In reply to by jefferson32

Lucretius DownWithYogaPants Fri, 06/30/2017 - 12:07 Permalink

I look at Mt. Graham daily, it is my view to the north. Beautiful! Been watching it burn for the last week and a half! Soooo pleased to have liberal demtards "managing" nature for us! The fire was almost completely out on Tuesday due to a lovely afternoon rain storm, almost an inch and with pea sized hail, down here in the Sulpher Springs Valley. Friday morning and it is still ablaze! If you enjoy the stars, here is one of the best sites I know of, one can see the milky way every night of the year that is cloud free. The Mrs. and I enjoy cocktails every evening on the deck, watch the sunset and then the stars. I'm sure we'll enjoy the Russian mennace as well! At 4300' elevation we're much cooler than Pooson, rural, NOT a sanctuary shity, 17 miles from a town of less than 5K! Clean air, pure good water! Mt. Graham reaches 10700'.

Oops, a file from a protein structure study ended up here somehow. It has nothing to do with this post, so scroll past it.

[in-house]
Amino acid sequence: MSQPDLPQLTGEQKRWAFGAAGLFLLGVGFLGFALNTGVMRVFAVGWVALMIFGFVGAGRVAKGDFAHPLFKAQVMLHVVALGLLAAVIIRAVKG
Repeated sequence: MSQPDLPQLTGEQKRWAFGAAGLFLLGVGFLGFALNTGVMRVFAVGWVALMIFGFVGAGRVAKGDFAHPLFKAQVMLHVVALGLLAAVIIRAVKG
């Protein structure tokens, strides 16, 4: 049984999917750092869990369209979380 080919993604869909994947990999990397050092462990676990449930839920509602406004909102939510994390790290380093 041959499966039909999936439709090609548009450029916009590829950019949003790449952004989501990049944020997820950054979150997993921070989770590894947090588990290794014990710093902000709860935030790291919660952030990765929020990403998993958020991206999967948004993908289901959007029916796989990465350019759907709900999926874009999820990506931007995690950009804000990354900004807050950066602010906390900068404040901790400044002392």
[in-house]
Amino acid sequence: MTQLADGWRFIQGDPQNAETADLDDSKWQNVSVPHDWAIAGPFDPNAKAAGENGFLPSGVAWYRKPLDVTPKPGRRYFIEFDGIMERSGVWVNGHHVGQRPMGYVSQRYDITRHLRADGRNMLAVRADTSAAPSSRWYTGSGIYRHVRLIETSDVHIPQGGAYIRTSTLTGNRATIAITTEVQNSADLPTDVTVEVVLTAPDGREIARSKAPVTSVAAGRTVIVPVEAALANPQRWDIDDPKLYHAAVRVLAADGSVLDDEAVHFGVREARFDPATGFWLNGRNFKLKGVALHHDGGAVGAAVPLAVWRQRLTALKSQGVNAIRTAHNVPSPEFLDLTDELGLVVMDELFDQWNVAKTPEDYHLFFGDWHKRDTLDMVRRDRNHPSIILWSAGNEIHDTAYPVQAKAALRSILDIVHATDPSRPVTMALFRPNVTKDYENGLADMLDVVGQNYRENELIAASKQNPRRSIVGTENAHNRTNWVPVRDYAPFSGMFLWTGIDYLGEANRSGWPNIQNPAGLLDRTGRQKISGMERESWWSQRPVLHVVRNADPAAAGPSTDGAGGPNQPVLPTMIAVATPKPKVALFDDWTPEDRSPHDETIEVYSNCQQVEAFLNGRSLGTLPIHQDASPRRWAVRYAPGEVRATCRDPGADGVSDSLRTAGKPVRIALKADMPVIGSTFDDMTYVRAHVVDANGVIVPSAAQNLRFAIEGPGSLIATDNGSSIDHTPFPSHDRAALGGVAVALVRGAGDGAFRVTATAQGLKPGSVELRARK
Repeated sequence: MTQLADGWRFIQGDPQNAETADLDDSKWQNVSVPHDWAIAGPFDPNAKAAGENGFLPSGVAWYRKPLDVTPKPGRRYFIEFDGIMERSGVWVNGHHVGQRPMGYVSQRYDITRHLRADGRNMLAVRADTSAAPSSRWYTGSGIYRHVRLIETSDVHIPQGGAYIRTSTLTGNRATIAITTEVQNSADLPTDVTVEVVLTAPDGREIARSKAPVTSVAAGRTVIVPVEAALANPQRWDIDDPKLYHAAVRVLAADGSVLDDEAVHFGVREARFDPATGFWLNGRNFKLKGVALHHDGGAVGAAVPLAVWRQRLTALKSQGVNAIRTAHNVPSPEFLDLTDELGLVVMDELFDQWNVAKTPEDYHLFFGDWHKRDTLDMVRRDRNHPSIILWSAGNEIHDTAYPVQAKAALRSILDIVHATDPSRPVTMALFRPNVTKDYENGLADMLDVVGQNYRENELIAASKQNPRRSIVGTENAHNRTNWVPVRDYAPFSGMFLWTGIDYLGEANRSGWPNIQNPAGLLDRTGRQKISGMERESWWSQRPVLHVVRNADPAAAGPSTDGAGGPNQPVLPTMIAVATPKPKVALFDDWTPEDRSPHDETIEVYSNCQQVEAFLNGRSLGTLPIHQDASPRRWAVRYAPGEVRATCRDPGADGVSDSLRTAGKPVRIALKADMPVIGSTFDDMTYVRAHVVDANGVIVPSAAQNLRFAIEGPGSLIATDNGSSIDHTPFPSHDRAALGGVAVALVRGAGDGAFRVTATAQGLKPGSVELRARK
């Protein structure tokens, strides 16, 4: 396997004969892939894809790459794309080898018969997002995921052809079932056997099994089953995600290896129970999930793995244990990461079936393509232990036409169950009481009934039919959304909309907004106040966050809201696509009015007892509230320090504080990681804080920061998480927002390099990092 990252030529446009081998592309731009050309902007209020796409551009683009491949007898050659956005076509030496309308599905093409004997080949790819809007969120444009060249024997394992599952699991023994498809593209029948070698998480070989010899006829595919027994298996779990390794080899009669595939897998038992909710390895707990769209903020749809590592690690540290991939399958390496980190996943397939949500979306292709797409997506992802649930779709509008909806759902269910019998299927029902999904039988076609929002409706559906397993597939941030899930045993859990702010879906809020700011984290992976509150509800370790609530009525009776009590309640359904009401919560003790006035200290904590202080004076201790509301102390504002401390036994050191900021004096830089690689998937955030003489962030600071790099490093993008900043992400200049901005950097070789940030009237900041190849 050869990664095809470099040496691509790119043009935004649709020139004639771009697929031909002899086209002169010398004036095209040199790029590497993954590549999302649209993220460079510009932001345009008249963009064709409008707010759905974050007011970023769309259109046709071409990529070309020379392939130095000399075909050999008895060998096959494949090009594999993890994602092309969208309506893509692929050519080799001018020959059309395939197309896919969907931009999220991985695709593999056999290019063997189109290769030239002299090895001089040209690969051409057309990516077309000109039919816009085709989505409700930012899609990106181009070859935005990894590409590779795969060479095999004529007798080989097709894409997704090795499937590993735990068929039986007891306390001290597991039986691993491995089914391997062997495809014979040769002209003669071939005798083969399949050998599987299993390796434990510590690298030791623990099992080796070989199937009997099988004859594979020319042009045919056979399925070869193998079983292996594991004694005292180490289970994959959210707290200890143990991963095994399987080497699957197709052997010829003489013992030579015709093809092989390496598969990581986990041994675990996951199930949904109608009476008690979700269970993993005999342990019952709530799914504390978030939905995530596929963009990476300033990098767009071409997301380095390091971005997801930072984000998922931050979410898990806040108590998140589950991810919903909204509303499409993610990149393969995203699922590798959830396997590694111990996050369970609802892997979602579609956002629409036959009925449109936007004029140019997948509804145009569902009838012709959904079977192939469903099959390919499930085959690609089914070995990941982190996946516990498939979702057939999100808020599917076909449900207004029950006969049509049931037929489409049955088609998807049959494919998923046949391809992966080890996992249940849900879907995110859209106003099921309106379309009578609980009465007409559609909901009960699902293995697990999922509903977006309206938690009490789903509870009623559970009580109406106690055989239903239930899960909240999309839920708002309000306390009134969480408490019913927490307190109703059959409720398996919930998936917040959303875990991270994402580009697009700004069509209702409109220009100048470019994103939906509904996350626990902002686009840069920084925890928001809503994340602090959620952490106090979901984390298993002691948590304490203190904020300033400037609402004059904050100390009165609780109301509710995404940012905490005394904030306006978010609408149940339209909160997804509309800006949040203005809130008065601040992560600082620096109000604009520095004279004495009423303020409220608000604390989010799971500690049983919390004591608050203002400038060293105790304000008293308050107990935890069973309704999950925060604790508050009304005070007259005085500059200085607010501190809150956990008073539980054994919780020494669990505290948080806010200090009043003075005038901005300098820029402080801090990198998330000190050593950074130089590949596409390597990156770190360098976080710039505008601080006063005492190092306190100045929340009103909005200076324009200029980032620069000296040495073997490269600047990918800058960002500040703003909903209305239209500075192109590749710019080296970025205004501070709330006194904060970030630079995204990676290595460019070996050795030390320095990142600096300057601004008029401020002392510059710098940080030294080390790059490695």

In reply to by DownWithYogaPants

EddieLomax Manthong Fri, 06/30/2017 - 02:56 Permalink

Light pollution is a real thing, previous streetlamps just upped the power constantly ending up with a lot of the light just going upwards.I'd prefer to be able to look at the stars than have everything lit up like daytime at night, the newer streetlamps here are good in that regard, LED, they are dimmer on the ground but due to the colour of the light cover a much greater radius and are much easier to see by.Sometimes technology does make life better.

In reply to by Manthong

RockySpears EddieLomax Fri, 06/30/2017 - 04:12 Permalink

You should see the new lighting in the UK.  They are using LED set-ups and my garden is now almost as bright as daytime. No need for burglars to have a torch, the Council have provided the little scrotes with all the illumination they need. BUT apparently it is only on particular wave lengths that can easily be filtered out by astronomers, so that's great, isn't it. RS

In reply to by EddieLomax

DownWithYogaPants bluez Fri, 06/30/2017 - 07:13 Permalink

Do you often get your rectal ganglia stimulated?Light pollution is a problem but more in the atmosphere were it gets diffused and spread throughout the entire sky.  With this satellite being beyond the atmosphere it is a pinpoint and not as much and issue. Some diffusion will occur but I have to assume it will be directional and likely intermittent depending on if the mylar is at the right angle to mirror the sun to your spot on Earth.

In reply to by bluez